Standing atop a two- thousand year old amphitheatre, the
once populous city burst to life before me: A woman collecting water from the
well, vendors trying to sell their wares at the market, little kids playing
around the city fountain.
Then the ringing of sword against shield. A misstep and the
crowds erupt into a frenzy as their favourite gladiator falls into a heap.
The vision vanishes and I find myself overlooking the
ancient ruins of Heraclea Lyncestis...
|Pathway to the site|
I first visited Heraclea Lyncestis in 2012,
on my first sojourn to
Bitola. Excited to see the well- preserved early Christian mosaics, I was sorely
disappointed when on arrival; I was told that only a portion of a single mosaic
was open. All the rest covered in stone or gravel as protection against the
elements of the upcoming winter months. Oh well, I thought, maybe next time. The rest
of the site was still a sight to behold.
|My first visit in 2012|
This time, I was prepared: I would see all the
mosaics under a summer morning sun.
I arrived an hour after the grounds opened,
and already, there were tour buses lining the parking lot. Everyone had the
same idea, and the area containing the mosaics was swamped. So I started my
tour at the top of the amphitheatre which now hosts concerts in the summer
|Stone steps leading up to the amphitheatre|
Next, it was onto the museum which is held in the
building that once served as a marketplace, and whose facade was recently
|Reconstructed museum facade and amphitheatre|
As excavation at the site is an ongoing process, I was shocked to
find that most of the display cases in the museum were empty. In 2012, the
shelves and cabinets were neatly lined with an array of artefacts- all labelled
and numbered. Now, the few pieces that were left, offered little or no title.
|2nd Century Tragedy Mask|
|Athena Partenos 2nd to 3rd Cenruty|
Still, it was interesting to see the tools and and pottery that people once used. Suddenly, hoards of people filed through the museum doors- which could only
mean one thing: The mosaics were free!
I followed a mostly undefined path to get to the mosaics.
To view them, you actually have to walk along narrow stone walls sometimes
joined together with sheets of corrugated metal. At its highest, the walls were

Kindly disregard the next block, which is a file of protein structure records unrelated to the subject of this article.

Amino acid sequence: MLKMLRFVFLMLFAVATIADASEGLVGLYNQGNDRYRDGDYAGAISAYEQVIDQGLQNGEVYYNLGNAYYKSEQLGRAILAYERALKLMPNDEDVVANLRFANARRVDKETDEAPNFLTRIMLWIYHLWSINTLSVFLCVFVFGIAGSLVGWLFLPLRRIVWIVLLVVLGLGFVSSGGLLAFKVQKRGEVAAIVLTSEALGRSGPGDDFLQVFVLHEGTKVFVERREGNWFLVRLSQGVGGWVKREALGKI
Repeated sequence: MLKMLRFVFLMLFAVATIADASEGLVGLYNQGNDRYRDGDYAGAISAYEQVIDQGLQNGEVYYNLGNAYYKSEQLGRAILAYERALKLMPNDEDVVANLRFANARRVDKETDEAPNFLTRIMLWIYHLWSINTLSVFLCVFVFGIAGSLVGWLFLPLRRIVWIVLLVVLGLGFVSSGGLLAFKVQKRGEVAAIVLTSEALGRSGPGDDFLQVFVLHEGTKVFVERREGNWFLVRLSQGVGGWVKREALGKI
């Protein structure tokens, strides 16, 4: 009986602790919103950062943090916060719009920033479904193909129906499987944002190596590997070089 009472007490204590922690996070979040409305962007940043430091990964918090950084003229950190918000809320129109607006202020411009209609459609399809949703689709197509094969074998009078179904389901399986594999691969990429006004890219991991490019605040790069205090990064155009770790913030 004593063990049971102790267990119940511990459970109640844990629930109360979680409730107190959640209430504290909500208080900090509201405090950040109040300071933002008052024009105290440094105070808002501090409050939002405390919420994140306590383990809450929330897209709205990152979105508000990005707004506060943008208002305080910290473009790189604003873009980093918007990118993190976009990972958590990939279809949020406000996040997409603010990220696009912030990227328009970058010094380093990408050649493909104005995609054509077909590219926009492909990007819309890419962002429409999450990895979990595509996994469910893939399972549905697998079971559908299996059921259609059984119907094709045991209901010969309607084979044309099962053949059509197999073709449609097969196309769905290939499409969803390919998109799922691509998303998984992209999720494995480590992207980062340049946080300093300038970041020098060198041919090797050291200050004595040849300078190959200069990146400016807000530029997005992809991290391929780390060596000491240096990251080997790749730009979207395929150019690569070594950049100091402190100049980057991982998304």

probably a metre high, but, as you may already know, I’m allergic to
heights, and my path was a slow and wobbly one.
|Narrow stone walls|
And then I saw it...
Layers and layers of gravel.
NOT AGAIN!!!! Surely winter is too far away to
already have the artworks covered?! Sigh...
But all was not lost, there were two whole mosaics open-
and that’s more than I had previously seen.
Red and blue, black and white, swirls and waves, lions
and peacocks- all still decorating the floor of the great basilica.
|The Bull and Lion|
Trees bursting with ripe fruit
and a leopard having lunch-
the mosaics were alive and vibrant.
|Leopard having lunch|
I was satisfied. But I would definitely like to see the other 9 mosaics someday. Maybe third time's a charm?
It is widely known that Heraclea Lyncestis was home to a population of about 30 000 people, and the excavated ruins represent only about 15% of the entire city.
Founded by Philip 2nd of Macedon,
it was later part of the Roman Empire, and as with all great empires, one finds a rich tapestry of history. You can read about here.
I surveyed the rest of the area,
and visited the city fountain, communal well, small basilica and courthouse- all in relatively good shape.
|The City Fountain|
|The Communal Well|
|The Small Basilica|
|Tiled floor of the Small Basilica|
|Statue in the Courthouse|
The details are magnificent even after all these years and I look forward to the findings yet to be unearthed.
On my way out, I bumped into a staff member
and he informed me that all eleven mosaics were open for viewing last year. As a way of preservation, they do not open all of them each year- which is quite understandable.
I would say I would call before visiting the next time, but for less than $2 USD, I would rather wander around the site absorbing all the history...
- The entrance fee is 100 Denars (about $1.80 USD) per person.
- There is an additional charge of 300 Denars for taking photo's.
- Wear comfortable shoes!!! Ground is uneven, and like I said, you have to scale walls.
- Also, its scorching hot, so wear protective clothing and lots and lots of sunscreen.
*If you're visiting Bitola or just passing through, Heraclea Lyncestis is definitely worth a visit.
*These are current prices and they may or may not change, so double- check before visiting.
Labels: Ancient Ruins, Bitola, Heraclea Lyncestis, Macedonia, Travel